Librarians in attendance reacted positively to Young and Kessler’s innovative suggestions for researching new and niche industries, and the two were asked many questions near the end of the presentation that continued the engaging discussion. For example, they were asked about their use of NAICS or Standard Industrial Classification (SIC) codes in their research activities. At Bizologie, they find NAICS or SIC codes useful when working with their venture capital clients focused on more established industries but, most often, rely on keywords or a combined codes-and-keywords approach for emerging industries, similar to some database techniques.6 They mentioned going through multiple iterations of a search to ensure they are not missing anything.

Other questions indicated librarians’ interest in learning more about Bizologie itself. Librarians were curious about the software they use and how they deliver information to their clients. Young and Kessler explained that they use Google Docs during the collaborative research process and Microsoft Word to create final client reports, which are modeled after and styled to resemble investment bank reports. For supplementary files, the two use Microsoft Excel and PowerPoint. Another question asked the pair to identify Bizologie’s competitors in the industry of business research. Young and Kessler responded that, as a small but growing independent research firm, Bizologie competes with fellow members of the Association of Independent Information Professionals (AIIP) and small research companies in their local area, as well as big research firms and the in-house research departments of larger companies. The final question and answer highlighted that Bizologie itself is a company operating in a niche industry, underscoring that Young and Kessler are truly embedded experts in the topic of new and niche industry research.

Summary

The BRASS 2015 program was directed to business research professionals who may be stymied by researcher requests related to newer or niche industries. In a stimulating 90-minute session, two top research professionals informed, confronted and engaged their ALA audience with their well-paced array of smart search strategies and sources designed to meet industry challenges. The presentation was effective in identifying research workaround strategies and tying real industry problems with practical, on-the-job solutions.

The material provided here and the bibliography of sources may serve as additional resources for emerging industry queries of library users. The BRASS program presentation is available via this ALA conference website (http://alaac15.ala.org/node/28603).

Selected Bibliography

Forbes, Daniel P., and David A. Kirsch. “The Study of Emerging Industries: Recognizing and Responding to Some Central Problems.” Journal of Business Venturing 26, no. 5 (2011): 589–602. http://dx.doi.org/10.1016/j.jbusvent.2010.01.004.

Ojala, Marydee. “Mining Industry Data: A Checklist Approach.” Online Searcher 37, no. 1 (January/February 2013): 68–69. www.infotoday.com/OnlineSearcher/Issue/3612-January-February-2013.shtml.

Ojala, Marydee. “People-Finding on the Web.” Online Searcher 39, no. 4 (July/August 2015): 65–67. www.infotoday.com/OnlineSearcher/Issue/5440-July-August-2015.shtml.

Porter, Michael E. Competitive Strategy: Techniques for Analyzing Industries and Competitors. New York: Free Press, 1980.

PwC. “Emerging Industries”: Report on the Methodology for Their Classification and on the Most Active, Significant and Relevant New Emerging Industrial Sectors. Version 1.3. Extension of the European Cluster Observatory, Promoting Better Policies to Develop World-class Clusters. In Europe Contract N°71/PP/ENT/CIP/11/N04C031 Work Package 3, Deliverable 1 (Luxembourg: PwC, July 2012). https://ec.europa.eu/research/industrial_technologies/pdf/emerging-industries-report_en.pdf.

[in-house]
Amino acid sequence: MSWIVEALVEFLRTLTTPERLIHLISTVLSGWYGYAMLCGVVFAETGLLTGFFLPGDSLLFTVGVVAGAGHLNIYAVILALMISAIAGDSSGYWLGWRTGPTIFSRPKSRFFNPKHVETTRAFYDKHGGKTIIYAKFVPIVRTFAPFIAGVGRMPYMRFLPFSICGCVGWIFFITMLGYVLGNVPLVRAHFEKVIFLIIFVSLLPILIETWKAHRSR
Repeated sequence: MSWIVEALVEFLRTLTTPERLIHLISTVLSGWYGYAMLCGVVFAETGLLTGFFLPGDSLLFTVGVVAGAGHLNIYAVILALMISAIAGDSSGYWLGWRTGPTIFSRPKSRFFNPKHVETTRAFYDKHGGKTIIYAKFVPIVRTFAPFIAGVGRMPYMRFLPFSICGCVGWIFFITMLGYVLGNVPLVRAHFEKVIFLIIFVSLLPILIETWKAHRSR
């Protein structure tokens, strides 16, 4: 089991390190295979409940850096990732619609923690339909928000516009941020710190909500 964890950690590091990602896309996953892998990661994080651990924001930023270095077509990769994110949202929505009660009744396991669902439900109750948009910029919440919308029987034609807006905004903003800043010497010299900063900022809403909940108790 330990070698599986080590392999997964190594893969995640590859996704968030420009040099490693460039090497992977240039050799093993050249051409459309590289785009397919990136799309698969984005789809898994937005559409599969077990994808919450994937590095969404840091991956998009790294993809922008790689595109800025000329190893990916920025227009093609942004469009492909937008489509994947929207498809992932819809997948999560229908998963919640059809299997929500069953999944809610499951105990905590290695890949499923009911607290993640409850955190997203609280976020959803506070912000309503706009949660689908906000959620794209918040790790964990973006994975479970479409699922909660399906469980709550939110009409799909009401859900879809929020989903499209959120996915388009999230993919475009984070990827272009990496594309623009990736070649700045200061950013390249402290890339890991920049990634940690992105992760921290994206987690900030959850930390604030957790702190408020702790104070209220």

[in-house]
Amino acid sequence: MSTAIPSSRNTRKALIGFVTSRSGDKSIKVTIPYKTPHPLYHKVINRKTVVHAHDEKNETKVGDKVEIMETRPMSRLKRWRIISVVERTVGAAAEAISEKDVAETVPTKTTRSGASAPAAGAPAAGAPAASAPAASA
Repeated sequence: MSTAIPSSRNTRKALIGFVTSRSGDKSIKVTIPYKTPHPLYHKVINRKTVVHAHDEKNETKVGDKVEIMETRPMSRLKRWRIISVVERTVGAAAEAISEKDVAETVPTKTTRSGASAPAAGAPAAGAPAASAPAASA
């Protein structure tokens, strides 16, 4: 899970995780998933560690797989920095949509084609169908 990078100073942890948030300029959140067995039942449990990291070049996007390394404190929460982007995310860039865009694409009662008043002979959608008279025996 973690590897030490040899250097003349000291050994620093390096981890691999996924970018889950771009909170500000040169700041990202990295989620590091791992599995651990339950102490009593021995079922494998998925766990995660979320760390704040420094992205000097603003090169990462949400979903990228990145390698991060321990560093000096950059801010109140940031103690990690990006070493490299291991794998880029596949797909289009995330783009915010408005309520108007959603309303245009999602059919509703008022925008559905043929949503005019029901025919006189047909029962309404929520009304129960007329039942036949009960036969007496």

Rotolo, Daniele, Diana Hicks, and Ben R. Martin. “What is an Emerging Technology?” Research Policy 44, no. 10 (December 2015): 1827–43. http://dx.doi.org/10.1016/j.respol.2015.06.006.

Krafft, Jackie, Sébastien Lechevalier, Francesco Quatraro, and Cornelia Storz, guest eds. Special Section on Emergence and Evolution of New Industries: The Path-Dependent Dynamics of Knowledge Creation. Research Policy 43, no. 10 (December 2014): 1663–1729. www.sciencedirect.com/science/journal/00487333/43/10.

References and Notes

  1. Daniel P. Forbes and David A. Kirsch, “The Study of Emerging Industries: Recognizing and Responding to Some Central Problems,” Journal of Business Venturing 26, no. 5 (2011): 590, http://dx.doi.org/10.1016/j.jbusvent.2010.01.004.
  2. PwC, “Emerging Industries,” Report on the Methodology for Their Classification and on the Most Active, Significant and Relevant New Emerging Industrial Sectors, Version 1.3, extension of the European Cluster Observatory, Promoting Better Policies to Develop World-class Clusters, in Europe Contract N°71/PP/ENT/CIP/11/N04C031 Work Package 3, Deliverable 1 (Luxembourg: PwC, July 2012): 13, https://ec.europa.eu/research/industrial_technologies/pdf/emerging-industries-report_en.pdf.
  3. Ibid., 46.
  4. “Meet the Team,” Bizologie, www.bizologie.com.
  5. Marydee Ojala, “People-Finding on the Web,” Online Searcher 39, no. 4 (July/August 2015): 67, www.infotoday.com/OnlineSearcher/Issue/5440-July-August-2015.shtml.
  6. “For some industries, particularly those undergoing rapid change or ones too small to rate their own code, descriptive words are the better approach. Suppose you were looking for emerald mines. The closest NAICS code, 212399, concerns gemstones; emeralds are not mentioned. EBSCO Business Source Premier, however, supplies ‘Emeralds’ and ‘emerald mining’ as a thesaurus term.” Marydee Ojala, “Mining Industry Data: A Checklist Approach,” Online Searcher 37, no. 1 (January/February 2013): 68–69, www.infotoday.com/OnlineSearcher/Issue/3612-January-February-2013.shtml.
Figure 1. Using a Public Company’s SWOT to Indicate Broader Industry Characteristics (Source: Laura Young and April Kessler, “SWOT,” in Not Elsewhere Classified: Researching New and Niche Industries, June 29, 2015, accessed August 31, 2015, http://alaac15.ala.org/node/28603).

Figure 1. Using a Public Company’s SWOT to Indicate Broader Industry Characteristics (Source: Laura Young and April Kessler, “SWOT,” in Not Elsewhere Classified: Researching New and Niche Industries, June 29, 2015, accessed August 31, 2015, http://alaac15.ala.org/node/28603).